Rivers and roach (Entry 155)

A glorious late summers day was already in full swing, the sky was largely cloudless, birds swooped and sung, and a myriad of insects darted as I made my way along the river bank. The conditions of the river itself could be summed up in two words. Low and clear. Go on then, three words. The wind gusted, strongly at times, and always seemed to be in a downstream direction. The lack of water and clarity presented a great opportunity to take note of the rivers make up though, and I made a mental note of any hidden snags, deeper pools and channels, drop offs and shallow glides. Such as this was, it took much longer to begin fishing than it would normally do but it was not wasted time. I am quite sure of that.

I’d left the barbel gear at home this week; swapped for my trotting rod and a pint of casters. I was hoping that if I wandered between swims I might find a shoal or two of dace or maybe a big hungry chub or roach. Given the conditions, I didn’t expect fishing to be easy, but these things are sent to try us, not that fishing in such beautiful countryside is particularly trying. I donned my waders and carefully made my way out into the river, edging ever closer to a short glide with a little pace, a haven for dace. At least so I thought. After half an hour without so much as an indication I came to the conclusion that my theory was wrong and the dace were not home. Or maybe I had just created a little too much disturbance as I waded out. Next swim ninja mode would be activated.

Roach magnets

Well, I am either a pretty poor ninja or the fish were just not in the mood for any late afternoon feeding, having tried several more swims without any joy. I sat on the bank amongst the tall grass and ate a cheese sandwich. The most loyal of all fisherman’s snacks. Made even better by some red onion relish. For now the fish could wait. As my tastebuds were treated, so were my eyes, not just by the countryside but the slow realisation of were I needed to fish next. Just downstream of where I now sat; a shallow area gave way to deeper, steadier water and a fine gravel bottom melted into earthy darkness. It screamed fish. It screamed roach. Then again all the other swims I’d already fished had screamed dace and so far I was drawing a blank.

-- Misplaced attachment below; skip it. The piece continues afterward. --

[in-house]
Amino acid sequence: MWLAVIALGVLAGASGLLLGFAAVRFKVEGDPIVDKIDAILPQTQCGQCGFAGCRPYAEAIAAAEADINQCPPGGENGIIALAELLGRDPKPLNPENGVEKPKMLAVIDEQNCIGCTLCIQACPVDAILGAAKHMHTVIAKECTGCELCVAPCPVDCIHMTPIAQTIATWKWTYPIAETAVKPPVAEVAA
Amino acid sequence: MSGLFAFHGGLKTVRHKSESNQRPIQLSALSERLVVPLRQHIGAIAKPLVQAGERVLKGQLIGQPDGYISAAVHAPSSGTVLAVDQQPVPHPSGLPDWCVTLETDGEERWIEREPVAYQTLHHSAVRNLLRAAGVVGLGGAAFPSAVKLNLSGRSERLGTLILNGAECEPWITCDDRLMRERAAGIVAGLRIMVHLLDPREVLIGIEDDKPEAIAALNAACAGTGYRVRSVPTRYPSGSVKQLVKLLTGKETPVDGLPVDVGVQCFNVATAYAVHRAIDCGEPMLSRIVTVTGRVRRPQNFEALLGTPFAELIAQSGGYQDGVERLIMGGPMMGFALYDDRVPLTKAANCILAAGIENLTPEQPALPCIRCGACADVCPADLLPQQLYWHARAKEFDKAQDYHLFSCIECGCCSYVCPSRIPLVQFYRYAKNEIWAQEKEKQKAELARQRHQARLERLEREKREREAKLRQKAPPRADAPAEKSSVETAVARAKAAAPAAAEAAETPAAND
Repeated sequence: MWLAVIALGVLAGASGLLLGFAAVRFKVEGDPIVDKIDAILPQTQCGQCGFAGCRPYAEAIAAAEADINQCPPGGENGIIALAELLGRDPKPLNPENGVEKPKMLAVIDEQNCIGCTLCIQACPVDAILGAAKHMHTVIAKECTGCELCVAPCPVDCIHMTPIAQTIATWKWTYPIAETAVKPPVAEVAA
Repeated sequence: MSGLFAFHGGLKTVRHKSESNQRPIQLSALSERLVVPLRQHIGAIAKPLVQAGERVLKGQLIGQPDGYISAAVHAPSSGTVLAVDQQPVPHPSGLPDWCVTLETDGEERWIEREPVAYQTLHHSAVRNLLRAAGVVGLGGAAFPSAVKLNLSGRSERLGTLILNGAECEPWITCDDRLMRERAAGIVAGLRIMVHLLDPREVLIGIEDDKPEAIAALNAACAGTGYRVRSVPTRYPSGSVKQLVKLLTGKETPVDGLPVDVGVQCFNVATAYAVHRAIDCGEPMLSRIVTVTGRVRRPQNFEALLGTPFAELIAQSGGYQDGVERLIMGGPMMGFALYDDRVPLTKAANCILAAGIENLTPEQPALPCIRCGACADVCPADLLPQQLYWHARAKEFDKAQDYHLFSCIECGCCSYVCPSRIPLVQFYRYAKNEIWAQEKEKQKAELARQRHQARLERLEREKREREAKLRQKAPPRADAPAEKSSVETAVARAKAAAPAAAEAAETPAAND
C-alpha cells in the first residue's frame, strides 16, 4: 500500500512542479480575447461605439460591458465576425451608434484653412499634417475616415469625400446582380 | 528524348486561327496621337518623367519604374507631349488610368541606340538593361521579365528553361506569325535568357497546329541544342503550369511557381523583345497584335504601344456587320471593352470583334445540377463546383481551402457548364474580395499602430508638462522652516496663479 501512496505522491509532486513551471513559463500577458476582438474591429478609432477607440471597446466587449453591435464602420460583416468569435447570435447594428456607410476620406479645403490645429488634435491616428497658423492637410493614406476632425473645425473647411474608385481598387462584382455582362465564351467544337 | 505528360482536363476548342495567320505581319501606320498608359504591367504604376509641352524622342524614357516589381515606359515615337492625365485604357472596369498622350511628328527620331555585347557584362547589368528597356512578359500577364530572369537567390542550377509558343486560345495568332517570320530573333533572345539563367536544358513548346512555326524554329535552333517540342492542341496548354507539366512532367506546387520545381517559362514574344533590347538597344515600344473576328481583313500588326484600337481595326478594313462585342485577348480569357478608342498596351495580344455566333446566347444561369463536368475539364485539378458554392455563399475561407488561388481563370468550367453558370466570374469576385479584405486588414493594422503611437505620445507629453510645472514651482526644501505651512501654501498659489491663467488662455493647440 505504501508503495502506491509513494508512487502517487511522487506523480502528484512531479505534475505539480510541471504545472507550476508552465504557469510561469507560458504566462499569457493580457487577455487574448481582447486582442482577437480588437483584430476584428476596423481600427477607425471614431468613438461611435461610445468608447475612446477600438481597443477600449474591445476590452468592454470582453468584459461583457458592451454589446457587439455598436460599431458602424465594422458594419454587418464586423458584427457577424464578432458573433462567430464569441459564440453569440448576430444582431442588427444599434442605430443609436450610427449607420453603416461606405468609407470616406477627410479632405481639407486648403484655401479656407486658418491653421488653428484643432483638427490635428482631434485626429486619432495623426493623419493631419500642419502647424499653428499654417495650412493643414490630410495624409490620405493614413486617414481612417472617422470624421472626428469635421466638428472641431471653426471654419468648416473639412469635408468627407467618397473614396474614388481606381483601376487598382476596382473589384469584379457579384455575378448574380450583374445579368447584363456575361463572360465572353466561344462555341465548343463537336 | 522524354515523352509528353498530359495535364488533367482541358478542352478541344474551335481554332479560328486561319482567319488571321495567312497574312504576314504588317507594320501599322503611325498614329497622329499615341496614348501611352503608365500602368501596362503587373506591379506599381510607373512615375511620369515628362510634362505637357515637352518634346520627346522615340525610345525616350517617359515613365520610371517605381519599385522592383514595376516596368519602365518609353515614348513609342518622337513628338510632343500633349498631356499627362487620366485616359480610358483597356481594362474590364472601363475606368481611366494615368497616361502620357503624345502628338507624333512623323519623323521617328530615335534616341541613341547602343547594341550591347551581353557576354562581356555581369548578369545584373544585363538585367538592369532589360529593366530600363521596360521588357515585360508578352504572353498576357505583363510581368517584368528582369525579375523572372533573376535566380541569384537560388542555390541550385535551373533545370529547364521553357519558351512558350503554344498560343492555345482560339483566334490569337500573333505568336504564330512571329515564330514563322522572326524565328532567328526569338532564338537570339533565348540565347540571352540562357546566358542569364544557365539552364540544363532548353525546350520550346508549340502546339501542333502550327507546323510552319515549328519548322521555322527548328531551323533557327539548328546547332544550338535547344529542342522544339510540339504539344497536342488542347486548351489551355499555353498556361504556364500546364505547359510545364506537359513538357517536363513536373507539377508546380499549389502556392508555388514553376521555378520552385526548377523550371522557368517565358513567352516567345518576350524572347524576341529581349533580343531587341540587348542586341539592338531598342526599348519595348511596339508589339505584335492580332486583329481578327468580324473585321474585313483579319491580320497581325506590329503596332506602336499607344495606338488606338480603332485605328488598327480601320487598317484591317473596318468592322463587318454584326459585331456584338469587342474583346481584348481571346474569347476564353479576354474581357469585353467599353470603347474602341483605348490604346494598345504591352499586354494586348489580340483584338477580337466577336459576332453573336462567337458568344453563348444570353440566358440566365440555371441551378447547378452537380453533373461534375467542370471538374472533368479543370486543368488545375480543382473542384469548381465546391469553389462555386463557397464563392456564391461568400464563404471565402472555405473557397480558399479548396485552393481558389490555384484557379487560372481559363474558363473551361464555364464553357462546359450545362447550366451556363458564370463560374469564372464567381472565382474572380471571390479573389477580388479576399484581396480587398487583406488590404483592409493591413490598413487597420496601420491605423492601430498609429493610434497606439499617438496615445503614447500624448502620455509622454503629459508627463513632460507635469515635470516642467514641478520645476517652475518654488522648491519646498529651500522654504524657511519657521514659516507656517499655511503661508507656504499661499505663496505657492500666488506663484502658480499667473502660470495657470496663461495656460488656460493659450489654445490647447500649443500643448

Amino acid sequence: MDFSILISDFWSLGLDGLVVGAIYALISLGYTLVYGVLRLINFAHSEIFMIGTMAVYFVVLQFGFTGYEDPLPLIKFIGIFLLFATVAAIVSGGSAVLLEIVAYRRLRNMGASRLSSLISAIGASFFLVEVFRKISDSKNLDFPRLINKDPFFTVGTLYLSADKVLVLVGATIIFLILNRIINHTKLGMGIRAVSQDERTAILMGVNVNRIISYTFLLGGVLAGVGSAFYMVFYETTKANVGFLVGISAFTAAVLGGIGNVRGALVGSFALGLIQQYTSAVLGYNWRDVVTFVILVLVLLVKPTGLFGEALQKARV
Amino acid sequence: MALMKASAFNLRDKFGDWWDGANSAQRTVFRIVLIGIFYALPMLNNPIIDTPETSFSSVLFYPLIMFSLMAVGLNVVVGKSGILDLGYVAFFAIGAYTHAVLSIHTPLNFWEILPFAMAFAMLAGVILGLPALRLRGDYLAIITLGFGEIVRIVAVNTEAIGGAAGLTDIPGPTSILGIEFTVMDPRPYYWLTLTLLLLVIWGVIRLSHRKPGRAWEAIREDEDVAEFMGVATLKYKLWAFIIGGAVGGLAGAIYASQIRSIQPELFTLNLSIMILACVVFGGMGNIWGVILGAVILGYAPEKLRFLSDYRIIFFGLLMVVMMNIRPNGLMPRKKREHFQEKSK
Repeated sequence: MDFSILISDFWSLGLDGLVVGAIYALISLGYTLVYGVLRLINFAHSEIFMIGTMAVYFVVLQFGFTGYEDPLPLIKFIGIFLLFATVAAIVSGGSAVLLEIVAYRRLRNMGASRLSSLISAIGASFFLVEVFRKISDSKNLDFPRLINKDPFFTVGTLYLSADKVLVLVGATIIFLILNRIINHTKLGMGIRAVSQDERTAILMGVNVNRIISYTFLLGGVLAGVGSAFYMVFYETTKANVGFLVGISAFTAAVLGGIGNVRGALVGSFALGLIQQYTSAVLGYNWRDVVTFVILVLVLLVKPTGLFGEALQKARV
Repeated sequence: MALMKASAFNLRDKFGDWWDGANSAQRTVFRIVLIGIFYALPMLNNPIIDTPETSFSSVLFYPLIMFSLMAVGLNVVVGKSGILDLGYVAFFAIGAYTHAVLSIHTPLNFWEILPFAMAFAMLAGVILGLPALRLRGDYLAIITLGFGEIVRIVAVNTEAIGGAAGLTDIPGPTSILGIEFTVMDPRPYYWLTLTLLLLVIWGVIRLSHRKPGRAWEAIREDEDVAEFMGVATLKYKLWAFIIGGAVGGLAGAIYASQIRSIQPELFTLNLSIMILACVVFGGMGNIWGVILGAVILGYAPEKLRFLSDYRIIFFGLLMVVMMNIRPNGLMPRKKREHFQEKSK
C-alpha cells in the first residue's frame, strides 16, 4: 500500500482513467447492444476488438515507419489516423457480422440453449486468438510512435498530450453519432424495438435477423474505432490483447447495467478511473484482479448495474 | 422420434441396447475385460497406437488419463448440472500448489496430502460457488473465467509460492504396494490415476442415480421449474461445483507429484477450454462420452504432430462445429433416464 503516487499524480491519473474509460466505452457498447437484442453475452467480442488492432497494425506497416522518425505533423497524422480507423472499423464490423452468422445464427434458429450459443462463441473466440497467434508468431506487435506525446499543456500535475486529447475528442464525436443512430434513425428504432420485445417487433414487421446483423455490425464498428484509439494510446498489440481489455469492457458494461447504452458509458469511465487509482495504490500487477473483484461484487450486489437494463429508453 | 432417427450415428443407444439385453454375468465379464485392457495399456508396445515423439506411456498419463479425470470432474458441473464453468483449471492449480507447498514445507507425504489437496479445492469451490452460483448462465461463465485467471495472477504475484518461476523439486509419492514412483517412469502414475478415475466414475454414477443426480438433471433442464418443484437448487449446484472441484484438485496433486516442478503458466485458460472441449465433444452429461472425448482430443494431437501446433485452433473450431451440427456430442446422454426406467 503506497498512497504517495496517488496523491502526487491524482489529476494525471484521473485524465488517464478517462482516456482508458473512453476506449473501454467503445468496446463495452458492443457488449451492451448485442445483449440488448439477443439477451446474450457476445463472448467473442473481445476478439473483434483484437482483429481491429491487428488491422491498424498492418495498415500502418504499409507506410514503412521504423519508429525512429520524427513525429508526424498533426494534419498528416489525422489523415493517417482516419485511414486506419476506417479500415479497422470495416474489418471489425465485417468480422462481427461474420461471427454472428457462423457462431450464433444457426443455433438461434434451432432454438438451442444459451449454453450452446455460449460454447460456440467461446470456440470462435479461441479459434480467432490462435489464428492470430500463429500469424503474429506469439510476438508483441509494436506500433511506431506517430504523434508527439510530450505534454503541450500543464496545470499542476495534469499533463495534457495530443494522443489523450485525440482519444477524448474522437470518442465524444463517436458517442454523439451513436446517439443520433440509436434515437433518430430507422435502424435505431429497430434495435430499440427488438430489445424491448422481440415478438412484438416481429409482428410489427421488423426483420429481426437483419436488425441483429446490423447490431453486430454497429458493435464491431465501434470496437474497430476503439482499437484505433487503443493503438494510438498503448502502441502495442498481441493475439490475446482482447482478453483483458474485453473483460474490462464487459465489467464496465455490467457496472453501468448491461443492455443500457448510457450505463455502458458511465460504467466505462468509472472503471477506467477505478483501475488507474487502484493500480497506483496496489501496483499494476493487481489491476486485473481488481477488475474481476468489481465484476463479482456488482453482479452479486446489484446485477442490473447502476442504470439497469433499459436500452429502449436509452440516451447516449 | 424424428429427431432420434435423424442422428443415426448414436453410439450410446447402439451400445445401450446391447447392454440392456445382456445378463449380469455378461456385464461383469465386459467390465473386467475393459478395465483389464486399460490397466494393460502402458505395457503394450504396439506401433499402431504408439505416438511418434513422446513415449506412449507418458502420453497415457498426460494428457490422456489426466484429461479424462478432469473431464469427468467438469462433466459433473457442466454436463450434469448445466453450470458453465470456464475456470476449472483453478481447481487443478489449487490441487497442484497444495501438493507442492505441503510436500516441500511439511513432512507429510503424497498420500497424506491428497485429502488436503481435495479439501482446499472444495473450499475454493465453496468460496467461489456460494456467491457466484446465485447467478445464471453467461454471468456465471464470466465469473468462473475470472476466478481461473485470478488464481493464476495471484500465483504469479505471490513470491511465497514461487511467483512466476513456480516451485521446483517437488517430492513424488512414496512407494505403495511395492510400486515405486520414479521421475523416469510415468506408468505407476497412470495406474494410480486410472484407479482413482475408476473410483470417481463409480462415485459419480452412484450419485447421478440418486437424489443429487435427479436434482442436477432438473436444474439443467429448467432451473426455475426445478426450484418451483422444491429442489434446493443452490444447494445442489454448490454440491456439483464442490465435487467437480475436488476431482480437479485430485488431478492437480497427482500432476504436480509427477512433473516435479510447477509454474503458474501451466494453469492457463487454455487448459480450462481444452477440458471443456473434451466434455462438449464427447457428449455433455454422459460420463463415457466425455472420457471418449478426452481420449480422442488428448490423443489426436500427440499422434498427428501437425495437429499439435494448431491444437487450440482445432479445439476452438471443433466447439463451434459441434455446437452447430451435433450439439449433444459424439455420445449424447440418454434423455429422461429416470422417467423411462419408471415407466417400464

Food devoured, I made my way into position, easing myself through the gentle currents, the water rising to knee height and beyond. I reached into my bait pouch and began to feed a few casters. Small, regular helpings that cascaded wonderfully though the water. The sunlight hit them, making them look more like jewels offered up, than bait. Red, orange and yellow. I restrained from casting for all of five minutes before the stickfloat was joining the free offerings, carrying its own payload downstream, a double helping of course. No bite came. Not on the second or third trot either. But this swim seemed right. I felt a confidence I hadn’t in the others. I persisted and was after a time rewarded. The tiny orange speck of my float tip stuttered from sight. I struck and bumped a heavy fish! A sharp intake of breathe. Then time to begin again. On this trot too the float sunk and I once again bumped a heavy fish. Expletives escaped my lips this time but the wind carried them away from any ears upstream. And the cows downstream of me didn’t speak ‘human’ so no offence was caused.